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Myocardial reperfusion injury.
This review focuses on the mechanisms of the injury, on attempts to protect the heart against it, and on promising new approaches to cardioprotection during percutaneous coronary intervention.
Myocardial ischemia-reperfusion injury: a neglected therapeutic target.
A number of new therapeutic strategies currently under investigation for preventing myocardial reperfusion injury have the potential to improve clinical outcomes in patients with acute MI treated with PPCI.
New directions for protecting the heart against ischaemia-reperfusion injury: targeting the Reperfusion Injury Salvage Kinase (RISK)-pathway.
Inhibiting Mitochondrial Fission Protects the Heart Against Ischemia/Reperfusion Injury
- S. Ong, S. Subrayan, Shiang Y. Lim, D. Yellon, S. Davidson, D. Hausenloy
- 11 May 2010
Inhibiting mitochondrial fission protects the heart against ischemia/reperfusion injury, suggesting a novel pharmacological strategy for cardioprotection.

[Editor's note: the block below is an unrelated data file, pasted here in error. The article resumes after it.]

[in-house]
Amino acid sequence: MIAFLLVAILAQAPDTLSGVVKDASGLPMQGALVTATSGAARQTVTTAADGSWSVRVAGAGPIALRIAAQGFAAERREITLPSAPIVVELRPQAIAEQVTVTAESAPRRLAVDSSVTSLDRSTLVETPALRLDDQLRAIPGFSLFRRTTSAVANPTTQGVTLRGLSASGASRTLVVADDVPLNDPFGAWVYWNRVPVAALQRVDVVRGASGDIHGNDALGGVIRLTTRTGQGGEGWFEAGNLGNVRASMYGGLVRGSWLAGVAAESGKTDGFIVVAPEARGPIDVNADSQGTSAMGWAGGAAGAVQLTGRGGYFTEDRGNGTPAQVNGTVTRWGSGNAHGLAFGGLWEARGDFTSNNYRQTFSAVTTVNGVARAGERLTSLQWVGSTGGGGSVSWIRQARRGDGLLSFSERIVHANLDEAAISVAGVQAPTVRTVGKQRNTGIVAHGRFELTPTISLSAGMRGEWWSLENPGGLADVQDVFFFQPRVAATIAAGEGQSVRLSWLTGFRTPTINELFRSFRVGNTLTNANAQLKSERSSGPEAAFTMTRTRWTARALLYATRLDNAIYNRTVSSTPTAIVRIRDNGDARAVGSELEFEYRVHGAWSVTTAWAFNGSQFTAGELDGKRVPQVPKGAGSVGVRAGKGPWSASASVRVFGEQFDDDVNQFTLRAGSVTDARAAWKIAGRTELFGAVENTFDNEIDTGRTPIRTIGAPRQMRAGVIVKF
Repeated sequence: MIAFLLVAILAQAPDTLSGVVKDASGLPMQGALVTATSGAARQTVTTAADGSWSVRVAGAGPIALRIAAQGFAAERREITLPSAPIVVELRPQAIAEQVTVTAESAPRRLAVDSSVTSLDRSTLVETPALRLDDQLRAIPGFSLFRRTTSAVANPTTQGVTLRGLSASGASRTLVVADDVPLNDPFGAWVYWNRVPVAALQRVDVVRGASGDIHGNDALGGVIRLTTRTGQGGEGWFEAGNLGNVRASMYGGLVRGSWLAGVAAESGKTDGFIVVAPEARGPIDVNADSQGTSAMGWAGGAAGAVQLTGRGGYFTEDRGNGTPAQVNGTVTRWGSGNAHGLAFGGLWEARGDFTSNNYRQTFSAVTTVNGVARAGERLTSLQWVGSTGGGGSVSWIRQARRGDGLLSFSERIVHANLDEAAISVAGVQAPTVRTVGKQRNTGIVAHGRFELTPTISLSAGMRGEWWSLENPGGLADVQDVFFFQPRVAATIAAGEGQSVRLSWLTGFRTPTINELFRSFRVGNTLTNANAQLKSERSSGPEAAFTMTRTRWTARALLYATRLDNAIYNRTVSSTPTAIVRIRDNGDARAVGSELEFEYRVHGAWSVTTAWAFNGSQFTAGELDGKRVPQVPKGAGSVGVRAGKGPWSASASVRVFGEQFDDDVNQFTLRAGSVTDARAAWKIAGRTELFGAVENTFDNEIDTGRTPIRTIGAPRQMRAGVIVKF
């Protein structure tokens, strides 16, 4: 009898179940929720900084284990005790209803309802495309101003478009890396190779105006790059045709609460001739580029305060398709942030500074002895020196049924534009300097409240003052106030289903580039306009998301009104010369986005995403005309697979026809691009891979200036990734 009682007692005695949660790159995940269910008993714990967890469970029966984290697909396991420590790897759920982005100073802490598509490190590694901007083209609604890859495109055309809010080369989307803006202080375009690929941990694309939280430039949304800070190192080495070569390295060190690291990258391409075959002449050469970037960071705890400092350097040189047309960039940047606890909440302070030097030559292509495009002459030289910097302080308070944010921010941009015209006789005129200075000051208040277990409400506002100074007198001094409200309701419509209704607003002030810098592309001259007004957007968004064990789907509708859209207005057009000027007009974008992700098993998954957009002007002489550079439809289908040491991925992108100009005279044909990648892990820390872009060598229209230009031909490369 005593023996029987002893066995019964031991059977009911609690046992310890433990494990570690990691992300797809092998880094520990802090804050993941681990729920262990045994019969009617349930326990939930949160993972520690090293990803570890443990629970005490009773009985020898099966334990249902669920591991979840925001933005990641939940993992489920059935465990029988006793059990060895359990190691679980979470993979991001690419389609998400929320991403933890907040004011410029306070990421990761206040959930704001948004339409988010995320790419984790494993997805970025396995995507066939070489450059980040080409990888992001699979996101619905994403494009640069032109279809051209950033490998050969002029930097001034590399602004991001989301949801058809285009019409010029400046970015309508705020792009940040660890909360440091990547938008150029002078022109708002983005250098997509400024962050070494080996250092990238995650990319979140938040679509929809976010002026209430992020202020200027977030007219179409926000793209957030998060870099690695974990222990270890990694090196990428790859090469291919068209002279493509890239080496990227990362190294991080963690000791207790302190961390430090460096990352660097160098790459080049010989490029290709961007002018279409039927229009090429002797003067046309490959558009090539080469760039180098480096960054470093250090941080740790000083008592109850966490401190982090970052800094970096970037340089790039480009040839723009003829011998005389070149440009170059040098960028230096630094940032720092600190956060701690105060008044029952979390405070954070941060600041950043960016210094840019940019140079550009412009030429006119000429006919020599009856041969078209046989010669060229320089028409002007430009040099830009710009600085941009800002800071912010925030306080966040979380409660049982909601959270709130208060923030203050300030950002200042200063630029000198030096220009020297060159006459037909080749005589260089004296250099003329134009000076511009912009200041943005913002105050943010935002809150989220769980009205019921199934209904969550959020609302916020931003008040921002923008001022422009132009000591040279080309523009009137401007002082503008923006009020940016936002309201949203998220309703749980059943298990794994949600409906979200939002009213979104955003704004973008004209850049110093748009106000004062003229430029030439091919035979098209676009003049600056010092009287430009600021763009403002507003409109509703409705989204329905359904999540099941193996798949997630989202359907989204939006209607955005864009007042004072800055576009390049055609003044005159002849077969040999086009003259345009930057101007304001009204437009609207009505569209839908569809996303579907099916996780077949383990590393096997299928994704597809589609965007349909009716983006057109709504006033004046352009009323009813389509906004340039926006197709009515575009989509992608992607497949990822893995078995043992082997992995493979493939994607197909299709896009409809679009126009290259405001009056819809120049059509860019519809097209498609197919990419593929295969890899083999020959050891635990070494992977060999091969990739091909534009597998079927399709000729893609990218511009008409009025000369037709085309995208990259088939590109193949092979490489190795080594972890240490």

Postconditioning: A Form of “Modified Reperfusion” Protects the Myocardium by Activating the Phosphatidylinositol 3-Kinase–Akt Pathway
It is shown for the first time that ischemic Postcond protects the myocardium by activating the prosurvival kinases PI3K–Akt, eNOS, and p70S6K in accordance with the RISK pathway.
Ischemic preconditioning protects by activating prosurvival kinases at reperfusion.
- D. Hausenloy, A. Tsang, M. Mocanu, D. Yellon
- Biology, MedicineAmerican journal of physiology. Heart and…
- 1 February 2005
The reperfusion phase following sustained ischemia plays an essential role in mediating IPC-induced protection and it is demonstrated that IPC protects the heart by phosphorylating the prosurvival kinases Akt and ERK-1/2 at reperfusions.
Survival kinases in ischemic preconditioning and postconditioning.
Evaluation of techniques for the quantification of myocardial scar of differing etiology using cardiac magnetic resonance.
Reperfusion injury salvage kinase signalling: taking a RISK for cardioprotection
The administration of pharmacological agents which are known to activate the RISK pathway, when applied as adjuvant therapy to current myocardial reperfusion strategies for patients presenting with an AMI, should lead to improved clinical outcomes in this patient group.